Does his continued enthusiasm get on some people’s nerves these days—for example, his wife’s? “We’ve settled into a healthy routine over the years,” Hasinger says. Which is to say, he tries not to think about space too much when he’s at home. Instead, he and his wife frequent museums; they have an annual membership in Madrid so they can explore a different exhibition every weekend. Their favorite is the Museo del Prado, the famous art museum known for its works by the Spanish masters.

Hasinger is still in touch with his old bandmates from Saffran. One of them became a jazz musician and tours the clubs, while another played for Roy Black for many years before working as a solo entertainer on a cruise ship. Hasinger says he loved music but that he probably loved the planets, satellites, and his research just a little bit more. At the end of this year, he wants to travel to Kourou in French Guiana again after completing his activities as an expert assessor at Helmholtz. That’s when the next ESA satellite, Cheops, is scheduled to be launched into space.

The liftoff has been set for December 17. The Ministerial Council will be determining a new budget for ESA shortly prior to that in Seville. Hasinger notes that ESA’s Science Faculty has unfortunately been “stuck in the shadows” to some extent over the last 15 years because other topics have typically been at the forefront of public discourse. The Science Faculty at ESA is allotted 530 million euros per year, around a tenth of the total budget. Hasinger wants to increase this figure.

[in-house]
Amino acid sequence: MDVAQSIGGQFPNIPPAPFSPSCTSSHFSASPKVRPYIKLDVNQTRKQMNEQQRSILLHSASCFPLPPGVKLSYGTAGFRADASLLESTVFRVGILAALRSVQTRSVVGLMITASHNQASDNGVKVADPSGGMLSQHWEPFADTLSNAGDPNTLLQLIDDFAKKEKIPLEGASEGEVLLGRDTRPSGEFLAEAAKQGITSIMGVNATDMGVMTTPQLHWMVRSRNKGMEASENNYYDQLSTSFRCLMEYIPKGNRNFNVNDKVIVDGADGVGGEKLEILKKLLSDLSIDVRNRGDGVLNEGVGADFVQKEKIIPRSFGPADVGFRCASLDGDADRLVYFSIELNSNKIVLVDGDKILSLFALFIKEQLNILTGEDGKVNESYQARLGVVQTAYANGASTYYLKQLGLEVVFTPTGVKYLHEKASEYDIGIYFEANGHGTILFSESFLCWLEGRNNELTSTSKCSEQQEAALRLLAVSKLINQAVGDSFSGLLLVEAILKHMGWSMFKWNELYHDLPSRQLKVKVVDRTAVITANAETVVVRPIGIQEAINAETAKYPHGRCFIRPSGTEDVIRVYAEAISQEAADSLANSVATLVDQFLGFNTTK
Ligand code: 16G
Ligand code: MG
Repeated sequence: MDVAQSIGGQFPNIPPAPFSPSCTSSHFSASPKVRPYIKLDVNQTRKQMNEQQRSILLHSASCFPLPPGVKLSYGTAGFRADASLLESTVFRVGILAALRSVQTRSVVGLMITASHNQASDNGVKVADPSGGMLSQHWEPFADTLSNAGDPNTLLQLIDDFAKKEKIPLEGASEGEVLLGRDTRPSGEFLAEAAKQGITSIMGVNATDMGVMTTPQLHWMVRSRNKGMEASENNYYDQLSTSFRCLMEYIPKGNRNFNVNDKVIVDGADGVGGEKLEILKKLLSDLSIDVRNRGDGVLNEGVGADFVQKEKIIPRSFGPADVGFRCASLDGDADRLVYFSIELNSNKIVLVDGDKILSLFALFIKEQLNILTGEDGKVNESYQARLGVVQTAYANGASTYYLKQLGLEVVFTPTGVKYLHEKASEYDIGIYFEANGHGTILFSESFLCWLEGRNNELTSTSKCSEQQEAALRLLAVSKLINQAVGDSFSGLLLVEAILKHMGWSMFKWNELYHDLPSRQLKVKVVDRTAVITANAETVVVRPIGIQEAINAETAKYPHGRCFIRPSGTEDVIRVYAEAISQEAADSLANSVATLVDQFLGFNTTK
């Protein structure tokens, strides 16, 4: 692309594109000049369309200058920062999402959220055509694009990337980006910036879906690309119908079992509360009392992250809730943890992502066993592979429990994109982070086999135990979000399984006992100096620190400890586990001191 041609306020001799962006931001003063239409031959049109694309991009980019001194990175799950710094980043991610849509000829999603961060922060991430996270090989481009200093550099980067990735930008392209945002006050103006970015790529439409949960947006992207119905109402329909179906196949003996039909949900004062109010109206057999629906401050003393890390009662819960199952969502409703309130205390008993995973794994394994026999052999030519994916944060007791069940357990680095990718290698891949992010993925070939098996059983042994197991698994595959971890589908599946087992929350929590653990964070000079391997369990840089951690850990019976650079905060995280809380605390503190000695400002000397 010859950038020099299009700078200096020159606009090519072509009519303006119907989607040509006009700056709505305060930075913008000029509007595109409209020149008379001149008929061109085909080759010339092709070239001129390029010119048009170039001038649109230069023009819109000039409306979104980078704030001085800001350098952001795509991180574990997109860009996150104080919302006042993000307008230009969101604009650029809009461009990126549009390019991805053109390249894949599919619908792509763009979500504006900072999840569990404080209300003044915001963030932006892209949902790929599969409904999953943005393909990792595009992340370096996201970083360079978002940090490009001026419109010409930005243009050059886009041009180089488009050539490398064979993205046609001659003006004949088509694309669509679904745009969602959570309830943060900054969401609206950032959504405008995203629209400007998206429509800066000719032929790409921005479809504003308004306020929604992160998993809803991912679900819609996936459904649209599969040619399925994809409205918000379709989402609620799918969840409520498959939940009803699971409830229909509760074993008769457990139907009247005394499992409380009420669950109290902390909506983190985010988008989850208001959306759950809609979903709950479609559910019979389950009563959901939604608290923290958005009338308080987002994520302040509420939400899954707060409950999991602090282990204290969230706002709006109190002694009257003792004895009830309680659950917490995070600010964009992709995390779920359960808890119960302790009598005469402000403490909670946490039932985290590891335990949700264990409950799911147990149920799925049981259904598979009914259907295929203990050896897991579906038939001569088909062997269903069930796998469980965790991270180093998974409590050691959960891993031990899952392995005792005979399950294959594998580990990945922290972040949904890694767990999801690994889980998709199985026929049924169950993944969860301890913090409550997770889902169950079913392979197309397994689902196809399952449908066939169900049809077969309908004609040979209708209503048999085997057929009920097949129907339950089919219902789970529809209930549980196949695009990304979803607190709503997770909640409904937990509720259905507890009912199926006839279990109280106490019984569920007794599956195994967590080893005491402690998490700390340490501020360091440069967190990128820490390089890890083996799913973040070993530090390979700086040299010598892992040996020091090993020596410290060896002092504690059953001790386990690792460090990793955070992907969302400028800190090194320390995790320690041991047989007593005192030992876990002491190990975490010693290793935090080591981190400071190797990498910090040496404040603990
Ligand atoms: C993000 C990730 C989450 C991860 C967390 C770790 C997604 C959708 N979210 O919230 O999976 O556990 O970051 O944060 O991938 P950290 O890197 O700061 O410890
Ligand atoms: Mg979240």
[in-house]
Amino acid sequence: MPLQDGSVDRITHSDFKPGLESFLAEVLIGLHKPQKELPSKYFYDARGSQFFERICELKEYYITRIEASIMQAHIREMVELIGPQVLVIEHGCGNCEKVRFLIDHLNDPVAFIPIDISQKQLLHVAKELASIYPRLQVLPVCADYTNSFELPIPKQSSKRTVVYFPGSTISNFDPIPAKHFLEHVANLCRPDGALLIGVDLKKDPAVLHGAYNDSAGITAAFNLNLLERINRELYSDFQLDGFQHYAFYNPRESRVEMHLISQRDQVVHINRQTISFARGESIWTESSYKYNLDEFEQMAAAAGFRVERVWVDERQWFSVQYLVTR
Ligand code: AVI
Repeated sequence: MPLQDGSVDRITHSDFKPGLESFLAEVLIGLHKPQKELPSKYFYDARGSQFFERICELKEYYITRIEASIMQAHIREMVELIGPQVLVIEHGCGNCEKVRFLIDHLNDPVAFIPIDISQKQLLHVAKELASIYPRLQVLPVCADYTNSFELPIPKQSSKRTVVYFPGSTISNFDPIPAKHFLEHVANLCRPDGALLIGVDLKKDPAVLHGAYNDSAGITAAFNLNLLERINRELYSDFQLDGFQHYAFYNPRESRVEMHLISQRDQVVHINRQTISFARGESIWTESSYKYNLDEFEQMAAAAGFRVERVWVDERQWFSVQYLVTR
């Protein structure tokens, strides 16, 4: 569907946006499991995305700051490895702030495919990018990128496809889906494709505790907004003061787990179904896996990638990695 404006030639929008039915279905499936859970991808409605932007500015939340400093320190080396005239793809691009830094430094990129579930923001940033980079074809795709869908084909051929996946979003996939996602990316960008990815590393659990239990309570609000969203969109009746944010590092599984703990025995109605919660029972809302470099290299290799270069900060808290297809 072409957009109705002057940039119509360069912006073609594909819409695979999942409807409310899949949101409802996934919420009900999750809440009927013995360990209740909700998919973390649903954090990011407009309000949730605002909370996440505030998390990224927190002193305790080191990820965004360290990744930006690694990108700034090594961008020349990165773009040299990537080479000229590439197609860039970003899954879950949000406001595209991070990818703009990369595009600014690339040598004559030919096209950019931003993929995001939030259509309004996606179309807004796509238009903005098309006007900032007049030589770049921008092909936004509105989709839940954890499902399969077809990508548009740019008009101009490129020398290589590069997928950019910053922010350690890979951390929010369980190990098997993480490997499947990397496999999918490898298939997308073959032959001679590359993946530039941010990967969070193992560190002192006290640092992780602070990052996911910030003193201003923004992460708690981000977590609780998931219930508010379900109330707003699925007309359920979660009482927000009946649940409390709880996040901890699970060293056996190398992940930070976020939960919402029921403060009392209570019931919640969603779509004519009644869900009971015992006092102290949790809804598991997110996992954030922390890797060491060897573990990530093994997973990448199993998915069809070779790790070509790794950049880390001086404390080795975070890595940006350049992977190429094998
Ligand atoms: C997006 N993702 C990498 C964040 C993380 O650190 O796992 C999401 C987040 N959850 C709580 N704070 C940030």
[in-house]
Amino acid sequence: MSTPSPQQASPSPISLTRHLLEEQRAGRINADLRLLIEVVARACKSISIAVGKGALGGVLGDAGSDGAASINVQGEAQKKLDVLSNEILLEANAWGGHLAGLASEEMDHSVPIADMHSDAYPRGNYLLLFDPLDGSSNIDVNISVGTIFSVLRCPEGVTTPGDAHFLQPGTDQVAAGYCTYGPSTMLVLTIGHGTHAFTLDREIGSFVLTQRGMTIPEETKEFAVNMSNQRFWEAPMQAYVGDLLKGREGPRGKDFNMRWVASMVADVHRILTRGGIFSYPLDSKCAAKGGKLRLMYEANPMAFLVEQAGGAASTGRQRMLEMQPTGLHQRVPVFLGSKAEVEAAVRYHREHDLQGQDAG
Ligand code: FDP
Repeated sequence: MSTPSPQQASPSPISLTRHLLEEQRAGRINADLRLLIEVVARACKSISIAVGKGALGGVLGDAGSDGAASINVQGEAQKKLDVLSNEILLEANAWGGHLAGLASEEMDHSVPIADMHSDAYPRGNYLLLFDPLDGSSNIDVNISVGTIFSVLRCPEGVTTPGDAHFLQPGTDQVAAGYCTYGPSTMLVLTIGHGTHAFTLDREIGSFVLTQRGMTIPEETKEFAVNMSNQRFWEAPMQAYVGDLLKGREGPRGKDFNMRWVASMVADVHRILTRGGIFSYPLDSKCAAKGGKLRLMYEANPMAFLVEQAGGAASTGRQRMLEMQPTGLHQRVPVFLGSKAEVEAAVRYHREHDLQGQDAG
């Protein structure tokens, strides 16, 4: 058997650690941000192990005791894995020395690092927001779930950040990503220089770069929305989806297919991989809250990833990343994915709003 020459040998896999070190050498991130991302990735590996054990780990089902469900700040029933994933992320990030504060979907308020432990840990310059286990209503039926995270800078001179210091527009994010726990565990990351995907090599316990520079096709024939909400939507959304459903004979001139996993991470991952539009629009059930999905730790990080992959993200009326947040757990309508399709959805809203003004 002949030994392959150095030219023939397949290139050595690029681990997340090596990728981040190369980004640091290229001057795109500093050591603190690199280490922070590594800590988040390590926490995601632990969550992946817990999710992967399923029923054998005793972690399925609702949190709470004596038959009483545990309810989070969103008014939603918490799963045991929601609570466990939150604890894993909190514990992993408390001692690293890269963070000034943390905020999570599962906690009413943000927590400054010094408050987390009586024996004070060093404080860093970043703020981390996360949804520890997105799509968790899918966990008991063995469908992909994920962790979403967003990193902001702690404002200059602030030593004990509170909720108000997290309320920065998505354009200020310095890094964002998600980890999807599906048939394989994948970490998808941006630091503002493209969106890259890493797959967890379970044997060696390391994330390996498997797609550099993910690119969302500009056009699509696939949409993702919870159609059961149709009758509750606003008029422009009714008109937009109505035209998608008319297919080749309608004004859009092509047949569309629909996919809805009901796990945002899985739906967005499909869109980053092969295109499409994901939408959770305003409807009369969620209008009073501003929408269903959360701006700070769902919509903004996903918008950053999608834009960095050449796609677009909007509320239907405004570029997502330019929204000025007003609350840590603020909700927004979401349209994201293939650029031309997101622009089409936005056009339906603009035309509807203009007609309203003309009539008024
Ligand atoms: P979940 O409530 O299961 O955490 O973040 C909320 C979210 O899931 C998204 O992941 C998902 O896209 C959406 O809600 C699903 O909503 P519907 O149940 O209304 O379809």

There are still so many secrets out there, he says. One that he definitely wants to see revealed as soon as possible is whether the theory that black holes are actually dark matter is true. “We don’t know much about either one, and getting to the bottom of this would be killing two birds with one stone.” He would love to witness this discovery before the end of his career.

Hasinger and his wife want to make Berlin their main residence in the near future. One of their two sons lives there and is a bioengineer who researches early diagnosis methods for prostate cancer at a start-up. Their granddaughter is four and a half, and Hasinger says he has already succeeded in getting her a bit interested in space. “Her latest question is why we need the stars at night when we can just turn on the lights.”

14.10.2019 , Sebastian Leber